Monday, January 21, 2008

On the Chopping Block

I spent nearly all of the weekend doing the spreadsheets and then writing a report on how the latest casual attack on California state government - Arnold Schwarzenegger, Director - will end the University of California as a public university, converting it to a public-private partnership at the mercy of private donors and interests. Fun stuff - trying to issue a wake-up call to folks who can seem to quite believe that their well-educated and docile heads are getting lopped off.

On some gut level I am furious with myself for having not only stayed in but spent much time trying to save what looks like a loser institution, when I should have just said bye-bye about ten years ago.

The middle-class has slept through the demise of the institutions that built it - as I say often enough on these pages. This is no longer the case at the Los Angeles Times, one of the country's
best newspapers, where yet another chief editor has just been fired for not cutting fast enough. The piece notes that this is "the fourth time in less than three years that the highest-ranking editor or the publisher has left for that reason."

The latest ex-editor, James O'Shea, was apparently resisting cuts on top of a long series of previous cuts. It is in the nature of modern managers and investors not to care - Arnold-style - about your previous sacrifices. The people who do the actual work know about the steady deterioration of both job and product. They already know that "The Times had a newsroom staff of more than 1,100 people at the start of this decade, but the number has declined to below 900, officials say. Its weekday circulation has dropped to about 800,000, from 1.1 million."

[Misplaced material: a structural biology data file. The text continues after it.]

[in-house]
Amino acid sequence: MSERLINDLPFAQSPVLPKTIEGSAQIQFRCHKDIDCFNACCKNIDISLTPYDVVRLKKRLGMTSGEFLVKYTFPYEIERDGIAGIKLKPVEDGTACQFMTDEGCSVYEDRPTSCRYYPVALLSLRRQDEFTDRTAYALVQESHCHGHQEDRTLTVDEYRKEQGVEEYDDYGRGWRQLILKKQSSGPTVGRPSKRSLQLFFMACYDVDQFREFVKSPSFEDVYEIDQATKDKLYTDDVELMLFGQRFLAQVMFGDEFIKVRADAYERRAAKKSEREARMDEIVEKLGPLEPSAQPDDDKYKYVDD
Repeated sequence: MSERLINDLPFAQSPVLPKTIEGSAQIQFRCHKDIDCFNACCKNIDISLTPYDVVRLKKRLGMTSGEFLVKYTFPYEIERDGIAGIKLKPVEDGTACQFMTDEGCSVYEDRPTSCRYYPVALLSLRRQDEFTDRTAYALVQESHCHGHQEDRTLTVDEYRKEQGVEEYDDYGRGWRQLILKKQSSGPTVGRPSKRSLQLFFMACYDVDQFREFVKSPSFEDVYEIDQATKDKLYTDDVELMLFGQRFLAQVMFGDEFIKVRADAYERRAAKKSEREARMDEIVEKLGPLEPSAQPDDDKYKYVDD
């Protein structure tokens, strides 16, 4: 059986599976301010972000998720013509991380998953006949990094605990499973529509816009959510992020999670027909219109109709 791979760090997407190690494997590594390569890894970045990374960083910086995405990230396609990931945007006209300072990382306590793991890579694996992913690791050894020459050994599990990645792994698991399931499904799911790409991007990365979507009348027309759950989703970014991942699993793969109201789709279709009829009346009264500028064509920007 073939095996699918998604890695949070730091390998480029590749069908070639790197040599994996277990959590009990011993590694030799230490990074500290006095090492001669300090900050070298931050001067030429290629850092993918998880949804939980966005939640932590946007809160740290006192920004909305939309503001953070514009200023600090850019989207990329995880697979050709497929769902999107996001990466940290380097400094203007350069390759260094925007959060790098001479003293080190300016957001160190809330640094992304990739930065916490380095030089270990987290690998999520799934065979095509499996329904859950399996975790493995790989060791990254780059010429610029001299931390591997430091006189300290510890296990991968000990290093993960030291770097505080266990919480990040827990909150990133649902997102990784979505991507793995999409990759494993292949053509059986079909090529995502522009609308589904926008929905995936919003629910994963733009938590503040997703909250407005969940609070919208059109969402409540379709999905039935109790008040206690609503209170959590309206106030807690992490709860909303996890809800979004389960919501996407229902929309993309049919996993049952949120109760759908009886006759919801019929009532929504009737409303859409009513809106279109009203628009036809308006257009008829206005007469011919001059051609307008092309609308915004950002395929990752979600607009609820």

The owners look at the circulation and revenue numbers and demand even more cuts. The cuts are apparently completely unreasonable, given the fact that this fired editor started out as a hired gun for management.
The removal of the editor, James E. O’Shea, by the publisher, David D. Hiller, mirrors the odd spectacle of a little more than a year ago, when the previous publisher, Jeffrey M. Johnson, was fired for refusing to eliminate newsroom jobs as directed by the paper’s owner, the Tribune Company. In each case, a longtime Tribune executive was expected to rein in costs at the paper, but instead sided with the newsroom and lost his job for it.
Will the newsroom folks actually do anything? Who knows: with the Writers Guild Strike going on like the Justice For Janitors strikes used to, L.A. is again becoming a labor town. Maybe it's really dawning on people that they've been screwed.

Krugman had a good piece today about the failure of Reaganomics and the need to get this story out. Amen Mr. Krugman. Middle-classes I hope you're listening for a change.

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